The Benefits of Mediation and Counseling
Marital strife is stressful and can affect your work, children and other relationships. Few marriages are perfect and most go through periods when stress levels are high, such as when couples are experiencing financial difficulties, or a child is having developmental problems or issues at school or with the law, or a partner is having an extramarital affair. As a result, one or both partners may seek advice from a divorce lawyer.
A good divorce lawyer will discuss your marital issues with you and see if counseling or mediation could help resolve your differences. Your divorce lawyer can be instrumental in facilitating this for you by recommending counseling or mediation services for you.
Marital Counseling before Divorce
There are numerous professionals who assist struggling couples, including psychologists or licensed clinical social workers. Many look to their religious leaders such as priests, ministers or rabbis for help since they are trained and have considerable experience in these matters.
If you or your spouse has filed and served a petition for dissolution in Florida, you are not automatically required to participate in marital counseling, but a judge could order that you consult with a counselor whom both parties agree on or have the court recommend one to you. This generally occurs if you have a minor child of the marriage or if there is a counter-petition to the dissolution, or a response that disputes the facts or wishes of the other party.
A Florida court will order counseling if the judge reasonably feels that it is in your best interest and/or minor children to participate and to try to obtain a resolution of your differences. Courts can give you up to three months to participate in counseling. The counseling may continue for a longer time if you and your partner feel that you may not wish to divorce or that you might reconcile.
Counseling can help you understand the other party’s perspective and concerns and deal with any underlying issues that may not be apparent but which are adversely affecting your relationship. Some of the more common reasons why couples divorce include:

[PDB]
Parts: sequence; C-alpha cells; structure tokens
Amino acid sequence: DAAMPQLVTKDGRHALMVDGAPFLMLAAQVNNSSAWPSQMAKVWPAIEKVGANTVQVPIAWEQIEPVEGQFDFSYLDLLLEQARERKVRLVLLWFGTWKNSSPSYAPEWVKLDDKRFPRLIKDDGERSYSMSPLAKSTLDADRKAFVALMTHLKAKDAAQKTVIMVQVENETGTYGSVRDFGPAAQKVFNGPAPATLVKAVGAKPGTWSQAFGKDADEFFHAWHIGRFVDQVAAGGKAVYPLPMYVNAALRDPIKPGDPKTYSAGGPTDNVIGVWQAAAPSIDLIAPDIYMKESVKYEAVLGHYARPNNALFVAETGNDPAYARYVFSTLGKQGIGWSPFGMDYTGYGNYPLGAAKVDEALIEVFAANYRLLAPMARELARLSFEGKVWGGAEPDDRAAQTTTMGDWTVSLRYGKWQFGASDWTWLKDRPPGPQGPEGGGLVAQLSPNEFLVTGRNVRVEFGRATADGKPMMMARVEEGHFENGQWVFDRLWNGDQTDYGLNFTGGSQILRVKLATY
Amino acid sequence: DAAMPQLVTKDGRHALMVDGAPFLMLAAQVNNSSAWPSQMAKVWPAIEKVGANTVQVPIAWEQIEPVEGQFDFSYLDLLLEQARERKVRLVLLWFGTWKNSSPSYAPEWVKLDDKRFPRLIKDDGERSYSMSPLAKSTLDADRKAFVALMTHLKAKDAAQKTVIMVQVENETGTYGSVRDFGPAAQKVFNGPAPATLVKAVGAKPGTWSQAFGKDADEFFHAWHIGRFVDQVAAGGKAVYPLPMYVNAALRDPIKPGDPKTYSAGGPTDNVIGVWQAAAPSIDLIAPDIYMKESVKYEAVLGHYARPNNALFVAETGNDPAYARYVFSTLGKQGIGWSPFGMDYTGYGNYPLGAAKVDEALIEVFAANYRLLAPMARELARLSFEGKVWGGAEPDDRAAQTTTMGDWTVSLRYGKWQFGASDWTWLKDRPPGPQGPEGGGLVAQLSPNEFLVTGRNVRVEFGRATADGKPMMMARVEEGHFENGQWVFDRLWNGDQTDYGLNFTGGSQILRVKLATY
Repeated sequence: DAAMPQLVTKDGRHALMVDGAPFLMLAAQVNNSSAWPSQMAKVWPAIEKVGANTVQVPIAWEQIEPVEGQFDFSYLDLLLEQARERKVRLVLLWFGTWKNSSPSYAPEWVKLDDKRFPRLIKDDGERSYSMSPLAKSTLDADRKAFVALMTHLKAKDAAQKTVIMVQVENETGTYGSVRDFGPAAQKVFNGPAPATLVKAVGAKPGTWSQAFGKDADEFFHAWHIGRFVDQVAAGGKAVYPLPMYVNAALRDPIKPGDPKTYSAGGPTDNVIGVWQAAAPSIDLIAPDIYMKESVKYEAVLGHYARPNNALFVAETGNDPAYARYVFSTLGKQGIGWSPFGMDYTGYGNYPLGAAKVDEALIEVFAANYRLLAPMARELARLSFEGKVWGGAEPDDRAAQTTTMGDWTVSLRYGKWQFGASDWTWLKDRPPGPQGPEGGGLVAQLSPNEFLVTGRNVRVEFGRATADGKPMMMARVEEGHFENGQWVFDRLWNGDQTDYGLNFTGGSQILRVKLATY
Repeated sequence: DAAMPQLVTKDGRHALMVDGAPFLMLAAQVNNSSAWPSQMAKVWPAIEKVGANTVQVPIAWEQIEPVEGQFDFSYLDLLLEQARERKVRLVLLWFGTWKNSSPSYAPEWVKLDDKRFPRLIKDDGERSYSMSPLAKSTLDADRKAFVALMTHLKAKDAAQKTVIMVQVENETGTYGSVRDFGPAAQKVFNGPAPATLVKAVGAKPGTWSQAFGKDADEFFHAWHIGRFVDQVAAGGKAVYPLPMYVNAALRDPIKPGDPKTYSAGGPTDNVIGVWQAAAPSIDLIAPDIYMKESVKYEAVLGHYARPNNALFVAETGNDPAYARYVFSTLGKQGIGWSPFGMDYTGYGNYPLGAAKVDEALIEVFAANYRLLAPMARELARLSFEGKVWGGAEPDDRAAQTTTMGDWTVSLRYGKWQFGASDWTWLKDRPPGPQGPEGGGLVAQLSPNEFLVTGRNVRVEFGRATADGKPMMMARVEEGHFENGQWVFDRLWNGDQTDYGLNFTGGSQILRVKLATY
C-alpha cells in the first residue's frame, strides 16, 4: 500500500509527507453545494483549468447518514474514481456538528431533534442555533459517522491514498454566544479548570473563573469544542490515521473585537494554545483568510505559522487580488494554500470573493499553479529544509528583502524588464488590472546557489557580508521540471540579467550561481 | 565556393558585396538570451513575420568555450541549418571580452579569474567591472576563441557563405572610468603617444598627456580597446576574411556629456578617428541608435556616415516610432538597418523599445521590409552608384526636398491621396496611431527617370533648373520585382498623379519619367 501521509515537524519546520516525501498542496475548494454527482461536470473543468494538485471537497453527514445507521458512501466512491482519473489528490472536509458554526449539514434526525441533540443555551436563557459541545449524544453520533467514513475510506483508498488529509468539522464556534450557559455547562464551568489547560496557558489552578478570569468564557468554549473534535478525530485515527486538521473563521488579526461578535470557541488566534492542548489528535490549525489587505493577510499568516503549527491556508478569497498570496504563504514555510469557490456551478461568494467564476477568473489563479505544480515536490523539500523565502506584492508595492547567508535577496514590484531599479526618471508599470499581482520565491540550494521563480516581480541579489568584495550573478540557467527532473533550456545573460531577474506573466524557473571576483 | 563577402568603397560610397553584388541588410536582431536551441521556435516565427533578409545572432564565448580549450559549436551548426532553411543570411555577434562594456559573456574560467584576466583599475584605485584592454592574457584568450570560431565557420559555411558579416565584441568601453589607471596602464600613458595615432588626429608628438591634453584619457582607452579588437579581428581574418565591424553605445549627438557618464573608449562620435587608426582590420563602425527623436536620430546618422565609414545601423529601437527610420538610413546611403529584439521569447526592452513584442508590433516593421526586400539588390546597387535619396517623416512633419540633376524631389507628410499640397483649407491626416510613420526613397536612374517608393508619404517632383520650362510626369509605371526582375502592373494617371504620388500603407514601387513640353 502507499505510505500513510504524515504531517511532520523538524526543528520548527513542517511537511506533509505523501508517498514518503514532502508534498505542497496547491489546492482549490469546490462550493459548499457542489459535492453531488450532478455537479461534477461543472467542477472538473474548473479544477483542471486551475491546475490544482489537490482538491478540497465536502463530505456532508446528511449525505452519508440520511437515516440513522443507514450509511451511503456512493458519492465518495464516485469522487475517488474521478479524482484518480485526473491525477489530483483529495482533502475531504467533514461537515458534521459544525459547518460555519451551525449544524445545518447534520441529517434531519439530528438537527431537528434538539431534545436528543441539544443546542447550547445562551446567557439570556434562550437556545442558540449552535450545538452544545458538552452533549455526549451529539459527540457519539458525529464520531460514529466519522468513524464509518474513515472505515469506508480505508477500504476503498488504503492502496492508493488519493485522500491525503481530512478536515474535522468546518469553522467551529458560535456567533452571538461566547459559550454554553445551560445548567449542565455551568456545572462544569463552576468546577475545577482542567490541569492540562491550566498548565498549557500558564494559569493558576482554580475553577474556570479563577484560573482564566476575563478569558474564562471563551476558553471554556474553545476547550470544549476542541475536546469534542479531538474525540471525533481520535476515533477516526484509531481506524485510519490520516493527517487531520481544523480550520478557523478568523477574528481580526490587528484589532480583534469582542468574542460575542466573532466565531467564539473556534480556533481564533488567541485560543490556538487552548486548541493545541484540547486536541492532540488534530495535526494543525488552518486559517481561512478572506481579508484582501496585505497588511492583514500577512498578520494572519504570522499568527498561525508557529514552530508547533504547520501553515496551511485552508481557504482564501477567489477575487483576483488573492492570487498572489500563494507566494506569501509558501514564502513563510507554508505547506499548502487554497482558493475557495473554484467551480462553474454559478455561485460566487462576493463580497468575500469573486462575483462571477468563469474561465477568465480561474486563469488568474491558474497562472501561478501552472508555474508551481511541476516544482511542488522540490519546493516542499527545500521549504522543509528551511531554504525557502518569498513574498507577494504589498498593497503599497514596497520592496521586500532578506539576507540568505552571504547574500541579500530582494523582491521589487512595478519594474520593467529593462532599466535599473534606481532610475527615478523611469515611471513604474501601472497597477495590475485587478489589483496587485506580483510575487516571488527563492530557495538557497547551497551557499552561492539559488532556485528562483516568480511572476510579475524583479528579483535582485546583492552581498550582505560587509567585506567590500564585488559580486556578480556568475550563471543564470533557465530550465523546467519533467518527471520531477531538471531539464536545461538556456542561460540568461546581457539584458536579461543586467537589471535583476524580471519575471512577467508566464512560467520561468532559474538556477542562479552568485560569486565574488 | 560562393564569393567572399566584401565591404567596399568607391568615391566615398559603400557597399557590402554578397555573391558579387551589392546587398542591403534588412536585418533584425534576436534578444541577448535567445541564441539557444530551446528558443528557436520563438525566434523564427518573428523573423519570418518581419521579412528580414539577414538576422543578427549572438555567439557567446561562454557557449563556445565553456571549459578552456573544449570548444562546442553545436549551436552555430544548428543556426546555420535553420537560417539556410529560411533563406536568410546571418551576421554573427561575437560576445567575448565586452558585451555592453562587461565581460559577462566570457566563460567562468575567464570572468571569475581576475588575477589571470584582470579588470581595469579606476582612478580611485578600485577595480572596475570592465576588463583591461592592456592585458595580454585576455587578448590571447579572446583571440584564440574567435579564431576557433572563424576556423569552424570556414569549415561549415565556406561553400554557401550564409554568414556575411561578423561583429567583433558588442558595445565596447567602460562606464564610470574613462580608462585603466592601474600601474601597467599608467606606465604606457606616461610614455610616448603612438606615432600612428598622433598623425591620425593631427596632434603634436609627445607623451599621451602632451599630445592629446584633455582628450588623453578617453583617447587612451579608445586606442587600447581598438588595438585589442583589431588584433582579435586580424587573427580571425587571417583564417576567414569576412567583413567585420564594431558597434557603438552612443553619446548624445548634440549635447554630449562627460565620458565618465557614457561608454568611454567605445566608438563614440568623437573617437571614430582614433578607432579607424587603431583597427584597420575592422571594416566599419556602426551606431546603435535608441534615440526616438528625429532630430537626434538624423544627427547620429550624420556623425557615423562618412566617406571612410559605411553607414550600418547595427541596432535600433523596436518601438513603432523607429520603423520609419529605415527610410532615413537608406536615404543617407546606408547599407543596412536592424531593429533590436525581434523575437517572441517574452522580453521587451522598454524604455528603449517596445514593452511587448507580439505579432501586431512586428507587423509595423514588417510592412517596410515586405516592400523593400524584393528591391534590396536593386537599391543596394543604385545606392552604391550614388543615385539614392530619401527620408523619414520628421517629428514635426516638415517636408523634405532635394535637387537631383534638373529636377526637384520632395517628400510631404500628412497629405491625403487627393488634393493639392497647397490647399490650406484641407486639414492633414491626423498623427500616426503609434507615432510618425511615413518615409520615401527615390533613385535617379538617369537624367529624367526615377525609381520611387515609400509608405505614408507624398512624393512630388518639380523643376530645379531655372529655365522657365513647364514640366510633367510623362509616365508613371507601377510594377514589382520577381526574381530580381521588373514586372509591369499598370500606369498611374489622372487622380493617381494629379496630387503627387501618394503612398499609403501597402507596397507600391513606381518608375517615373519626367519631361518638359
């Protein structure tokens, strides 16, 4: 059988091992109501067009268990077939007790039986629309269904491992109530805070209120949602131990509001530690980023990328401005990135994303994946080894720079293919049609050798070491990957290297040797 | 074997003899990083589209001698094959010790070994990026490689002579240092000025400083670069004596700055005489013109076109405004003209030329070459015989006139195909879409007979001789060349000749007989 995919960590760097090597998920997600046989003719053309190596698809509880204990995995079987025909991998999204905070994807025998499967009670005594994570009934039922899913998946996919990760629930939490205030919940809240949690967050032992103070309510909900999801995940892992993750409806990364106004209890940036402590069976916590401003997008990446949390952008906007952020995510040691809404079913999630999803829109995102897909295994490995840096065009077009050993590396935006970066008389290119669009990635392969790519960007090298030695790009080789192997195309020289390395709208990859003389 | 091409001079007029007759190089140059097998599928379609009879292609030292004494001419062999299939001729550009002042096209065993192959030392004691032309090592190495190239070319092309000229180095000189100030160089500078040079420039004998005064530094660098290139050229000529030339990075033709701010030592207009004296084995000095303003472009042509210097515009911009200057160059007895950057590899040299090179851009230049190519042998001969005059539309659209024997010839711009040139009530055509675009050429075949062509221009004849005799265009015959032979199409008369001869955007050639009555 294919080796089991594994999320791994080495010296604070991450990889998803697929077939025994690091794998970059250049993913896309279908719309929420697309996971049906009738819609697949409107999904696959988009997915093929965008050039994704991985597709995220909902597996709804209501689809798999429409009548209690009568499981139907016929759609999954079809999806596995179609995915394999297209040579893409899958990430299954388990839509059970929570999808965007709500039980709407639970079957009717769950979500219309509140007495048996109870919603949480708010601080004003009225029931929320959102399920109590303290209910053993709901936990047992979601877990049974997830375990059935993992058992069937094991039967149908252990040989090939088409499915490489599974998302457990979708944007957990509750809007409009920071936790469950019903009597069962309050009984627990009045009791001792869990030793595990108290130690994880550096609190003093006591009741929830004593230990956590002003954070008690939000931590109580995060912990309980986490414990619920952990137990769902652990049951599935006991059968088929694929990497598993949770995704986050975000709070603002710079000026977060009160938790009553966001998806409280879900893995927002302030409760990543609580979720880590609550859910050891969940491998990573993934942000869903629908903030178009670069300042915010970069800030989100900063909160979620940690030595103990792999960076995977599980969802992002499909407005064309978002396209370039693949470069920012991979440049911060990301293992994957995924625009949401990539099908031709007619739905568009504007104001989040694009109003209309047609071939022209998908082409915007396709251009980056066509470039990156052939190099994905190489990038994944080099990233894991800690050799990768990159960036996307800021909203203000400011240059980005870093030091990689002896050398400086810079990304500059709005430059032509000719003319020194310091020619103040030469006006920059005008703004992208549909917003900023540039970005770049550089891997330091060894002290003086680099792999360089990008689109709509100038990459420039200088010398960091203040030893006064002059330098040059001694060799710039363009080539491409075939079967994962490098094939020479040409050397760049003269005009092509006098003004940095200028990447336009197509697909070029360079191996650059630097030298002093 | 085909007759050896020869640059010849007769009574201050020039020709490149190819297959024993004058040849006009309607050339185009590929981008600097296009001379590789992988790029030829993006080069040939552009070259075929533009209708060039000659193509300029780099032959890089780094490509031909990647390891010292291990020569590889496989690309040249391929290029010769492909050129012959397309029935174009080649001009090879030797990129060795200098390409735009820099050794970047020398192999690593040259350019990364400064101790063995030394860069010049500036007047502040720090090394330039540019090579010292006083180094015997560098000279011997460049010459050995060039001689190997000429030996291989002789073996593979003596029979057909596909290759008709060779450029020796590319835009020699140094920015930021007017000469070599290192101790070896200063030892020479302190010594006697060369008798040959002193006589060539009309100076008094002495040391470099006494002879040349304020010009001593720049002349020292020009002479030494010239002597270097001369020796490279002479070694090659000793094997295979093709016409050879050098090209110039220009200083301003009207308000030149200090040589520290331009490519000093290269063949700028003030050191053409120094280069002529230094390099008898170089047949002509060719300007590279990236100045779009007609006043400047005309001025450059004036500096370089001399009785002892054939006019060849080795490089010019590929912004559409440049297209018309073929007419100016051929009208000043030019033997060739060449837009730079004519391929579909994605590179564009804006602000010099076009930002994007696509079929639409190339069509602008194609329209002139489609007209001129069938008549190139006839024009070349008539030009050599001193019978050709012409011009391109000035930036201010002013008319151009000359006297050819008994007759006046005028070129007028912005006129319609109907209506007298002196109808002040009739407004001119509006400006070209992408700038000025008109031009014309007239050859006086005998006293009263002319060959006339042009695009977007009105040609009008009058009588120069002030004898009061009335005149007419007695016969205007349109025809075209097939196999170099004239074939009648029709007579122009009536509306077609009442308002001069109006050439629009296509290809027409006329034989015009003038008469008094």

Finances: Some studies indicate that couples who argued about money once per week are over 30% more likely to divorce than those who had disagreements just once or twice per month. The rate increases dramatically if finances are disputed several times per week or even daily.
Lack of communication: This is often cited as the leading cause of divorce.
Abuse: Other polls refer to physical or emotional abuse as the main reason people decide to divorce.
Sexual issues: While about 22 percent of men felt sexual issues were the reasons for their divorce, only 11 percent of women agreed.
Any of these factors might be amenable to being resolved by counseling. Couples can learn to communicate. If abuse is a problem, the abusive spouse can take classes in controlling anger or seek substance abuse treatment if the abuse arises while the abusive partner is drinking. Couples can also learn to budget their finances, seek other sources of income and obtain advice or therapy on improving their sex life together.
If there is no hope for reconciliation, then the divorce may proceed. In any case, your divorce lawyer can monitor the progress of your counseling and advise you of your rights, your children’s rights, property distribution, alimony, tax implications and any other consequences of a divorce.
Divorces can be extremely costly with legal fees and experts such as financial professionals, property appraisers, psychologists or psychiatrists all getting involved in the process. Although trials are only before a judge, they can be stressful with couples accusing the other of improprieties on the witness stand and from the conflicting testimony of experts, all of which could lead to undesirable results. For these and other reasons, over 90% of divorces settle before trial. To help couples settle their differences and sign a Martial Settlement Agreement before trial, mediation is often a valuable recourse.
There are numerous advantages to mediating your differences with the assistance of your divorce lawyer:
The process is confidential. Unlike a trial, there is no court record of your testimony or of any records presented. The mediator will not discuss your case with anyone else.
It saves money. Litigation in any legal case is expensive. Lawyers charge by the hour as do expert witnesses and you can easily end up paying thousands of dollars. A mediation can shorten the process, side-step the discovery and litigation process and save you thousands of dollars.
It is fair. A neutral, or unbiased individual, serves as the mediator and who is typically either an attorney or trained mediator in divorce issues.
You can develop a plan and settlement strategy. Issues to resolve at mediation include child custody, parenting plans, spousal support and alimony and property distribution.
Many divorce attorneys act as unbiased mediators whose sole purpose is to help you find common ground and to negotiate and compromise on disputed issues. Your own attorney can also assist you in negotiating and presenting strategies and alternative proposals for resolving seemingly intractable issues.